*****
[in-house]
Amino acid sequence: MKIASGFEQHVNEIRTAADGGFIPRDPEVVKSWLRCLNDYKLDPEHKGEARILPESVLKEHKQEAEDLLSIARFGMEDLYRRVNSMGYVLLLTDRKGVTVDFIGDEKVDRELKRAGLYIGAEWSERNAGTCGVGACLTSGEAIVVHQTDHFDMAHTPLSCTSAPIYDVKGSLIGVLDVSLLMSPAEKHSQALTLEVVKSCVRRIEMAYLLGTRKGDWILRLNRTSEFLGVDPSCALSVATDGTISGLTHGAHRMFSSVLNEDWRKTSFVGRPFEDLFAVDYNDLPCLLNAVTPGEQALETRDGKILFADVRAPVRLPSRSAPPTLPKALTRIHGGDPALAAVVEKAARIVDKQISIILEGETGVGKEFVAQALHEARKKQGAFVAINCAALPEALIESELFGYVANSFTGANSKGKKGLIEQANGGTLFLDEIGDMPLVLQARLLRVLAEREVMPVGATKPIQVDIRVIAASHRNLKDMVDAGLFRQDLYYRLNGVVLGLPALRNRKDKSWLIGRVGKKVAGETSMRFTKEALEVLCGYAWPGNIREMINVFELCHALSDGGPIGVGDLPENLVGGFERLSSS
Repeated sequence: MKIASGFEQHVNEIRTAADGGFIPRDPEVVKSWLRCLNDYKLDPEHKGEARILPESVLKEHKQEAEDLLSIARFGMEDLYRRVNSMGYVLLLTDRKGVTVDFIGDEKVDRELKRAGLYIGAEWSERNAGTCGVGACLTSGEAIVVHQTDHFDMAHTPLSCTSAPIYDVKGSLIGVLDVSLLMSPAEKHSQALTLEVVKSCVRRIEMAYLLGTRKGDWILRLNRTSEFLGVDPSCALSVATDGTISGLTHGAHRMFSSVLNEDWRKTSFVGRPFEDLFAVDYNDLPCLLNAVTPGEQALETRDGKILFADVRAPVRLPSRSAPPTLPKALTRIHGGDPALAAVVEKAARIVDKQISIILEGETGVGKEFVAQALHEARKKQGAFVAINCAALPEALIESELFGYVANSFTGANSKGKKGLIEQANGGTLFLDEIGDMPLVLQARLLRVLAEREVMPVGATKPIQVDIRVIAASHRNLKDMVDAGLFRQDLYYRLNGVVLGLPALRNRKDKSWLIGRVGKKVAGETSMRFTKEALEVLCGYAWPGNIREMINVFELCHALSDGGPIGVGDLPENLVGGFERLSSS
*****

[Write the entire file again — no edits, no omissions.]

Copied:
[in-house]
Amino acid sequence: MKIASGFEQHVNEIRTAADGGFIPRDPEVVKSWLRCLNDYKLDPEHKGEARILPESVLKEHKQEAEDLLSIARFGMEDLYRRVNSMGYVLLLTDRKGVTVDFIGDEKVDRELKRAGLYIGAEWSERNAGTCGVGACLTSGEAIVVHQTDHFDMAHTPLSCTSAPIYDVKGSLIGVLDVSLLMSPAEKHSQALTLEVVKSCVRRIEMAYLLGTRKGDWILRLNRTSEFLGVDPSCALSVATDGTISGLTHGAHRMFSSVLNEDWRKTSFVGRPFEDLFAVDYNDLPCLLNAVTPGEQALETRDGKILFADVRAPVRLPSRSAPPTLPKALTRIHGGDPALAAVVEKAARIVDKQISIILEGETGVGKEFVAQALHEARKKQGAFVAINCAALPEALIESELFGYVANSFTGANSKGKKGLIEQANGGTLFLDEIGDMPLVLQARLLRVLAEREVMPVGATKPIQVDIRVIAASHRNLKDMVDAGLFRQDLYYRLNGVVLGLPALRNRKDKSWLIGRVGKKVAGETSMRFTKEALEVLCGYAWPGNIREMINVFELCHALSDGGPIGVGDLPENLVGGFERLSSS
Repeated sequence: MKIASGFEQHVNEIRTAADGGFIPRDPEVVKSWLRCLNDYKLDPEHKGEARILPESVLKEHKQEAEDLLSIARFGMEDLYRRVNSMGYVLLLTDRKGVTVDFIGDEKVDRELKRAGLYIGAEWSERNAGTCGVGACLTSGEAIVVHQTDHFDMAHTPLSCTSAPIYDVKGSLIGVLDVSLLMSPAEKHSQALTLEVVKSCVRRIEMAYLLGTRKGDWILRLNRTSEFLGVDPSCALSVATDGTISGLTHGAHRMFSSVLNEDWRKTSFVGRPFEDLFAVDYNDLPCLLNAVTPGEQALETRDGKILFADVRAPVRLPSRSAPPTLPKALTRIHGGDPALAAVVEKAARIVDKQISIILEGETGVGKEFVAQALHEARKKQGAFVAINCAALPEALIESELFGYVANSFTGANSKGKKGLIEQANGGTLFLDEIGDMPLVLQARLLRVLAEREVMPVGATKPIQVDIRVIAASHRNLKDMVDAGLFRQDLYYRLNGVVLGLPALRNRKDKSWLIGRVGKKVAGETSMRFTKEALEVLCGYAWPGNIREMINVFELCHALSDGGPIGVGDLPENLVGGFERLSSS